A “family fun basket” was awarded to Stefanie Burgess as the tour’s third-place prize and Almena Dowling won the last of the tour’s prizes, a poinsettia donated by Sandpiper Garden and Glass planted in a ceramic vase donated by The Gallery at Chemainus Theatre.

Get local stories you won't find anywhere else right to your inbox.
Sign up here

Just Posted

Maureen Thom holds a can of Suck it Cancer Pale Ale and a heart created by her son Michael ‘Chili’ Thom when he was in kindergarten. (Submitted photo)
Backcountry Brewing creates limited edition beer to fundraise for BC Cancer Foundation

Squamish based beer company Backcountry Brewing has released a limited edition batch… Continue reading

Nanaimo Ladysmith Public Schools’ staff and trustees held their annual general board meeting Dec. 2 via Microsoft Teams. (SD68 image)
Nanaimo Ladysmith school district chairperson retains role, new vice-chair chosen

Nanaimo Ladysmith Public Schools held annual general meeting Wednesday

The Chemainus Health Care Auxiliary is taking a pro-active approach and closing the thrift shop as a precautionary measure as of Saturday. (Photo by Don Bodger)
Chemainus Health Care Auxiliary Thrift Shop closing again as a precautionary measure

Second closure this year will last at least six weeks due to the COVID situation

Jon Lefebure went back to construction after losing the 2018 mayor’s post in North Cowichan to work on the Cottages On Willow. (Photo by Don Bodger)
Former North Cowichan mayor retools priorities with construction project

Fresh air a benefit and satisfaction results from building eight-unit housing complex

Protesters stand in front of a truck carrying logs to the WFP Ladysmith log sort. (Cole Schisler photo)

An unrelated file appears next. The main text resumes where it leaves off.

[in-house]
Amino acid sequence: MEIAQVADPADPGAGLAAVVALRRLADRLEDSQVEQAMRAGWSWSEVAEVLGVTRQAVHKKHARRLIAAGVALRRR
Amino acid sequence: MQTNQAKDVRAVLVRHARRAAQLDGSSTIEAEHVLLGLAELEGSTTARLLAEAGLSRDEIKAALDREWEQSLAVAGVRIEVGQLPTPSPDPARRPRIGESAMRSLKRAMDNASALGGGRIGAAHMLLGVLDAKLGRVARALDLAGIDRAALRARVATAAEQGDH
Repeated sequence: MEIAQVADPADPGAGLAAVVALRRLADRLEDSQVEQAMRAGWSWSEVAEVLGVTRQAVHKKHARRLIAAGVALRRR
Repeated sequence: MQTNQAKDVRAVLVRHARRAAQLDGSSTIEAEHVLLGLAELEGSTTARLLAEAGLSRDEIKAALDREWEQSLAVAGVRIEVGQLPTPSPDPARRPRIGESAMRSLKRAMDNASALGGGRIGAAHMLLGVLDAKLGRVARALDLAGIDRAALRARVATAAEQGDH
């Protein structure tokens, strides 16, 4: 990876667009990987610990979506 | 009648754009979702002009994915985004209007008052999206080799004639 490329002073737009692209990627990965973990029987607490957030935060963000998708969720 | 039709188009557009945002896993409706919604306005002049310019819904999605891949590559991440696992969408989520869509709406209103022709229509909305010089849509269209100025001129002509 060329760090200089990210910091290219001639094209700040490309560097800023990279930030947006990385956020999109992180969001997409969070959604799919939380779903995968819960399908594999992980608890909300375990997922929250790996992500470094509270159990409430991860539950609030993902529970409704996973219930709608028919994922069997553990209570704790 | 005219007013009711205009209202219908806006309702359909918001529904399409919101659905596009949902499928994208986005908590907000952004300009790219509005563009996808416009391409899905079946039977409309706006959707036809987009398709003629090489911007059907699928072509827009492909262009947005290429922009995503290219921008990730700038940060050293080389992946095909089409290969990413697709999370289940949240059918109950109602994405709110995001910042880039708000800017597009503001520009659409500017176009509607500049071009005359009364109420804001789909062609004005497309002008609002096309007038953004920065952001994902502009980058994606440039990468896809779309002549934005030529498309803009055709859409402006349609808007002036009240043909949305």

Protesters block entrance to Western Forest Products in Ladysmith

Blockade cleared by Ladysmith RCMP around noon, December 2

Motorists wait to enter a Fraser Health COVID-19 testing facility, in Surrey, B.C., on Monday, Nov. 9, 2020. THE CANADIAN PRESS/Darryl Dyck
Another 694 diagnosed with COVID-19 in B.C. Thursday

Three more health care outbreaks, 12 deaths

Emergency crews used a backhoe loader to clear fire debris from the scene of a fire on Wesley Street Thursday as police and firefighters gathered up propane tanks, stoves and fireplaces used by camp residents to heat tents. (Chris Bush/News Bulletin)
City of Nanaimo dismantles downtown homeless encampment after fire

Four to six tents burned up in Wesley Street fire Thursday, Dec. 3

A demonstrator wears representations of sea lice outside the Fisheries and Oceans Canada offices in downtown Vancouver Sept. 24, demanding more action on the Cohen Commission recommendations to protect wild Fraser River sockeye. (Quinn Bender photo)
First Nations renew call to revoke salmon farm licences

Leadership council implores use of precautionary principle in Discovery Islands

Ten-month-old Aidan Deschamps poses for a photo with his parents Amanda Sully and Adam Deschamps in this undated handout photo. Ten-month-old Aidan Deschamps was the first baby in Canada to be diagnosed with spinal muscular atrophy through Ontario’s newborn screening program. The test was added to the program six days before he was born. THE CANADIAN PRESS/HO, Children’s Hospital Eastern Ontario *MANDATORY CREDIT*
First newborn tested for spinal muscular atrophy in Canada hits new milestones

‘If Aidan had been born any earlier or anywhere else our story would be quite different’

BC Ambulance Services reassures people that the service is well staffed and ready to respond. Photo by Don Bodger
BC Ambulance assures the Island community they’re ‘fully staffed’

‘Paramedics are not limited to a geographical area.’ — BCEHS

(Pixabay)
Canadians’ mental health has deteriorated with the second wave, study finds

Increased substance use one of the ways people are coping

A coal-fired power plant seen through dense smog from the window of an electric bullet train south of Beijing, December 2016. China has continued to increase thermal coal production and power generation, adding to greenhouse gas emissions that are already the world’s largest. (Tom Fletcher/Black Press)
LNG featured at B.C. energy industry, climate change conference

Hydrogen, nuclear, carbon capture needed for Canada’s net-zero goal

An RCMP officer confers with military rescuers outside their Cormorant helicopter near Bridesville, B.C. Tuesday, Dec. 1. Photo courtesy of RCMP Cpl. Jesse O’Donaghey
Good Samaritan helped Kootenay police nab, rescue suspect which drew armed forces response

Midway RCMP said a Good Samaritan helped track the suspect, then brought the arresting officer dry socks

Most Read